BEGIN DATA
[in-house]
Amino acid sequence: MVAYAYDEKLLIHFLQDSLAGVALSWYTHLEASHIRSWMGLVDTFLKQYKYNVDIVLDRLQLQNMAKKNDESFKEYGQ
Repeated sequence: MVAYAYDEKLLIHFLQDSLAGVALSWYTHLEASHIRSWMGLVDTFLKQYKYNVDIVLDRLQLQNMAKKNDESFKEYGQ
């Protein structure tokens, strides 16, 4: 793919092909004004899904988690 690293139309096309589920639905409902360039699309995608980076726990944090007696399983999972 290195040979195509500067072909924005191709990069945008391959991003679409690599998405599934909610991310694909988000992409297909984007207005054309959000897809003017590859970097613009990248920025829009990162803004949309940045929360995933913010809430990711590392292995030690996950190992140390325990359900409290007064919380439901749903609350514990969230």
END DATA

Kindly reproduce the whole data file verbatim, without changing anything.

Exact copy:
[in-house]
Amino acid sequence: MVAYAYDEKLLIHFLQDSLAGVALSWYTHLEASHIRSWMGLVDTFLKQYKYNVDIVLDRLQLQNMAKKNDESFKEYGQ
Repeated sequence: MVAYAYDEKLLIHFLQDSLAGVALSWYTHLEASHIRSWMGLVDTFLKQYKYNVDIVLDRLQLQNMAKKNDESFKEYGQ
């Protein structure tokens, strides 16, 4: 793919092909004004899904988690 690293139309096309589920639905409902360039699309995608980076726990944090007696399983999972 290195040979195509500067072909924005191709990069945008391959991003679409690599998405599934909610991310694909988000992409297909984007207005054309959000897809003017590859970097613009990248920025829009990162803004949309940045929360995933913010809430990711590392292995030690996950190992140390325990359900409290007064919380439901749903609350514990969230």